Mafa really only films rarely so it's mostly lcgm8 doing the heavy lifting in the editing and i was supplying him footage and commentaries, when his health didn't allow filming and much narrating.
I've been doing videos for releasing for three years and two more for own use at crappy resolutions in high speed mode before that. Not a lot of money moves around in DG films even now. Those that want to earn by DG videos need sponsors now. A large part of why we do these videos is to make a marketable product, that is good enough for TV. So far Disc Golf Live has the best coverage on TV and it's mainly night time filler on community TV so not a lot of people get exposed to DG that way. As a natural consequence not a lot of videos are sold either. And of course releasing on Youtube takes a lot of the incentive of buying off of the hard copies.
Now that the PDGA tests the waters of added media exposure people might learn to watch and perhaps buy DG videos in the future. We can't bank anything on that. The first cycle of us paying basically for everything is still on, so no luck in being able to invest in future improvements so far. Other than digging deeper into our pockets. As it is not even DVD quality content pays for itself of the worlds DVDs in under three years.
Avery Jenkins has tried to get DG on TV for at least three years now without success in breaking into prime time in the US. The trouble there is, that you need commercials to pay for the airtime=costs and profits of the TV station. As long as people offering videos don't present legally binding contracts of advertisers to the TV station it is difficult to sell the clip. When there is no clear previously recognized viewer base. I haven't heard of market research being done in the US for media sexiness of DG on TV.
DG has been on Finnish nation wide channels in fairly good times to prime time in short clips around a dozen times so far. Replicating that in other countries is different. So far the programs have aired mostly on state owned channels, that don't need income from commercials. So DG is easier to get broadcasted, because there's no need for a few million dollar contracts. It has helped a lot, that there are disc golfing Finns, that work in TV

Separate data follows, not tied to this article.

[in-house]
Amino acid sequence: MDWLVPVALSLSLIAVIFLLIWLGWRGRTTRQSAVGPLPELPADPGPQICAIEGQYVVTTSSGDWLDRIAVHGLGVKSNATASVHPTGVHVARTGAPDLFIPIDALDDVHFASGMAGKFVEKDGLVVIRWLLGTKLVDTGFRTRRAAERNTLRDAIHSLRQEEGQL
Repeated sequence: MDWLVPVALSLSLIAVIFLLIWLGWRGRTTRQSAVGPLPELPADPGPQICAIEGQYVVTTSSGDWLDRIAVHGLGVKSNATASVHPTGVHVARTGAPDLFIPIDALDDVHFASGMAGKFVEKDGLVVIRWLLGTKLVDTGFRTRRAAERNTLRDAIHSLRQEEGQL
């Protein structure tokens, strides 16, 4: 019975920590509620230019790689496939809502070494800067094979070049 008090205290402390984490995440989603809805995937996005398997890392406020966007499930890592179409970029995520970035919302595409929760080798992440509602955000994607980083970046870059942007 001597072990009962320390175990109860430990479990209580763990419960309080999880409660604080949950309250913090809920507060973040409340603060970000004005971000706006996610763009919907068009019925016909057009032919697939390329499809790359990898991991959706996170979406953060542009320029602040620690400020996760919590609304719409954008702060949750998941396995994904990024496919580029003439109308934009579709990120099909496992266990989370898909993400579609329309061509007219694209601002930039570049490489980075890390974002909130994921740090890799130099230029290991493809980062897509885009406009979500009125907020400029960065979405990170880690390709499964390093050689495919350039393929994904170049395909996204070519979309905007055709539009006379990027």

Maybe that way the US could gain more DG TV exposure on channels, that aren't as dependent on ad money. Once there's precedence and hopefully a running show on small channels, maybe a medium sized channel could pick the idea and so on...
I'm not so sure about the TV being the only way of getting exposure. Newspapers, radio and exhibitions help. Akuf and me held a putting contest and told about the sport to the students of one university of applied sciences students, that came to the traditional school year beginning sports day event. There were so many people there, that we had no way of counting how many people we instructed and how many participated in the putting competition. I offered old and new unused discs of mine as a prize so that may have helped
I think there were over 100 students present and participating on that day. In a town of 500 000 with twice that living in neighboring towns within about 14 mile radius. Pretty good coverage for one day. If that could be replicated more often it would add up. Some schools have DG in PE in my town a few times a year. I think it's mostly for kids from 14 years and up. Schools close to DG courses means that it's a minority of schools.
Flat shots need running on the center line of the tee and planting each step on the center line. Anhyzer needs running from rear right to front left with the plant step hitting the ground to the left of the line you're running on. Hyzer is the mirror of that.